Monday, February 27, 2012

Tripping Over Uncertainty: No Skillful Means

I thought “constant change” (mujo = not-always) would be an inspiring theme for the new year, but impermanence is a big pain in the oshiri when you need to make travel plans. I didn’t want to blog about my personal issues, but my being away from Chicago does affect the people at the temple. I’m scheduled to do a 4-week course “Brief Introduction to Buddhism” in March, but at this point, I’m wondering when I’ll be back in Chicago.

Back in mid-February my sister’s health took a turn for the worse and she asked if I or my brother could come down to Texas to help her settle her affairs (which included setting her up on a hospice program). I paid for a one-week round trip ticket to Austin but it looks like I definitely can’t go home that soon since it’s taking time to set up all the hospice care arrangements. In some moments my sister is busy putzying around and seems able to do most things herself (she expressed that she does not desire the constant company of me and my brother) but other times she’s weak and in pain and I would hate to go away even with a caregiver visiting her daily.

In the daily e-mail I receive from Tricycle magazine, they had a quote from (one of my big idols) Thanissaro Bhikkhu saying we should keep up the intention to be skillful in our every thought, word and deed. It hit home with me in my present situation – I’m pretty clueless and clumsy dealing with all the things my sister needs to have done. I’m so bad at making efforts and so easily distracted by entertaining trivia (like watching the Oscars).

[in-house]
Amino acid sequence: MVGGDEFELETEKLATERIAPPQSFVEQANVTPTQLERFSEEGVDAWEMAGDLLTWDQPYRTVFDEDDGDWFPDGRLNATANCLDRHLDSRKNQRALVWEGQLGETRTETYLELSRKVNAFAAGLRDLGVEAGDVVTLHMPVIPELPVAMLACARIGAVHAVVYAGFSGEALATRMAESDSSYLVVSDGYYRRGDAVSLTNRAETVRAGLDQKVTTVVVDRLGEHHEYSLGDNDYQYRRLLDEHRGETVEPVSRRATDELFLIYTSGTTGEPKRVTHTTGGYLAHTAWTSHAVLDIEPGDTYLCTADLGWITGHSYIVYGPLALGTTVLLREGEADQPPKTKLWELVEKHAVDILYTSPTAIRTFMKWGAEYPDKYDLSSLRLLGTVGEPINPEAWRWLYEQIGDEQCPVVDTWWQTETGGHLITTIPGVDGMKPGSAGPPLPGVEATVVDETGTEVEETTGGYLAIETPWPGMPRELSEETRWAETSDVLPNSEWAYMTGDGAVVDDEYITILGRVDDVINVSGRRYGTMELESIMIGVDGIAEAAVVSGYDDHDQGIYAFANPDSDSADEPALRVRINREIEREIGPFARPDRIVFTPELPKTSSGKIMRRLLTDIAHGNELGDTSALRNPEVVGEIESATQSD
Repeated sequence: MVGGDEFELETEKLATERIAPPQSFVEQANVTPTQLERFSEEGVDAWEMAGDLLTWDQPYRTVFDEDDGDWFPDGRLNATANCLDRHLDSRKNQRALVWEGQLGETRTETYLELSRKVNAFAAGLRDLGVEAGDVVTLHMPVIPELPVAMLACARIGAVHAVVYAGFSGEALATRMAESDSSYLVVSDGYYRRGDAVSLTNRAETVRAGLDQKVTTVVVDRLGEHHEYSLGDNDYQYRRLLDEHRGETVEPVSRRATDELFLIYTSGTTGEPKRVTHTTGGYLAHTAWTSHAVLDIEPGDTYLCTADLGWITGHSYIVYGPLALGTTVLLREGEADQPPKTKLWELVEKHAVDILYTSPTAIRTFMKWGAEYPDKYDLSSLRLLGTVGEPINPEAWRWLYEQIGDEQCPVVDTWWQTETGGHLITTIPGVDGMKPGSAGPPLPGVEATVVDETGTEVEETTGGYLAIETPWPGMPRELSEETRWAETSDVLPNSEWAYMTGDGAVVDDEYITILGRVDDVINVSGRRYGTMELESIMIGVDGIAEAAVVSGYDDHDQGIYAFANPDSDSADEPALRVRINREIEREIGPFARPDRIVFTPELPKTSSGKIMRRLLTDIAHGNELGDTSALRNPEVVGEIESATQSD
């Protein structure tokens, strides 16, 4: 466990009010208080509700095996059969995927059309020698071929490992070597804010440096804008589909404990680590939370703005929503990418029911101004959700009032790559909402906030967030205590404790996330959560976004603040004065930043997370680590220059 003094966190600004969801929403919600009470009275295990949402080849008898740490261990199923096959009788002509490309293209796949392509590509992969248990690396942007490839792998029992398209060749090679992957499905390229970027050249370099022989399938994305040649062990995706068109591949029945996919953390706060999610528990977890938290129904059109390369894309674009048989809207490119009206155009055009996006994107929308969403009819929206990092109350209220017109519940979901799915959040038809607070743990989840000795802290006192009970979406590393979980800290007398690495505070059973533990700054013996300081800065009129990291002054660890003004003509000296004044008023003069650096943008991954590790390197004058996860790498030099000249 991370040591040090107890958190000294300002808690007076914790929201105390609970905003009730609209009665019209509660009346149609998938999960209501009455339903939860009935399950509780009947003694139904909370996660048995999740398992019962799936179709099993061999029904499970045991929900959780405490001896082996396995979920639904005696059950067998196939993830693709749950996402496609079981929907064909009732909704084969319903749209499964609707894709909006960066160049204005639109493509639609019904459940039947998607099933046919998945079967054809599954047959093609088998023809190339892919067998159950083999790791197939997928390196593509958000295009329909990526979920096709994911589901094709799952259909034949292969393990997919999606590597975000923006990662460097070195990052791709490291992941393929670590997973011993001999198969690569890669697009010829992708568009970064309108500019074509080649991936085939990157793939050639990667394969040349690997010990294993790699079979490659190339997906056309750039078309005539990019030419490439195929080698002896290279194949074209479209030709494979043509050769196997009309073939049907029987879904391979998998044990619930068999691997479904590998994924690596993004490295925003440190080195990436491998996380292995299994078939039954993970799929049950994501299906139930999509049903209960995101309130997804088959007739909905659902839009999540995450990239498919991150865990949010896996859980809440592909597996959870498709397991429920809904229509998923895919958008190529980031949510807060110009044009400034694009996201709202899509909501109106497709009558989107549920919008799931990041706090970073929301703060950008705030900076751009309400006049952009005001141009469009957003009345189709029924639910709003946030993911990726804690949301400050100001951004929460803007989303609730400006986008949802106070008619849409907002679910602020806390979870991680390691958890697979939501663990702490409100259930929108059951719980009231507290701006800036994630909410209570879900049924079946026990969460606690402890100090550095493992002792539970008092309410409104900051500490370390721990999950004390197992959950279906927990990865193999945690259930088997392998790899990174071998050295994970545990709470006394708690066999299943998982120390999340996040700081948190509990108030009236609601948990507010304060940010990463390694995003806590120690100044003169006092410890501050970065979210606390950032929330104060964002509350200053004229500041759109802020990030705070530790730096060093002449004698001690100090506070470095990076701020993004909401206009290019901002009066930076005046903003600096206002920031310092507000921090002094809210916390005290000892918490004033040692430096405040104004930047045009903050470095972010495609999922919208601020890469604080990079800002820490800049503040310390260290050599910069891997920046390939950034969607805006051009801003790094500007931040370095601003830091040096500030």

At one of the Maida Center retreats, Rev. Ken Yamada of the Berkeley Higashi Honganji Temple told his story of driving his wife to the hospital when she became critically ill. He was speeding but it seemed like the route was full of traffic jams and aggravations and he was getting more anxious and swearing at all the other drivers. Then Naomi told him, “Whether we make it to the hospital quickly or not – it’s all up to Amida.” To hear her calm settling into true entrusting (shinjin) helped Rev. Ken let go of his anger and drive more sensibly. Everything turned out okay – Naomi received treatment and recovered.

As Amida means the unbounded power of conditions and events beyond our control, then Amida includes the reality of one’s own limitations and inabilities. We can’t will ourselves to suddenly become strong and competent and without years of intense monastic training, even our intention to be skillful goes off track more often than not. I’m finding out that the Namu in “Namu Amida Butsu” doesn’t just mean “bowing down” – sometimes it means tripping over and falling flat on your face.

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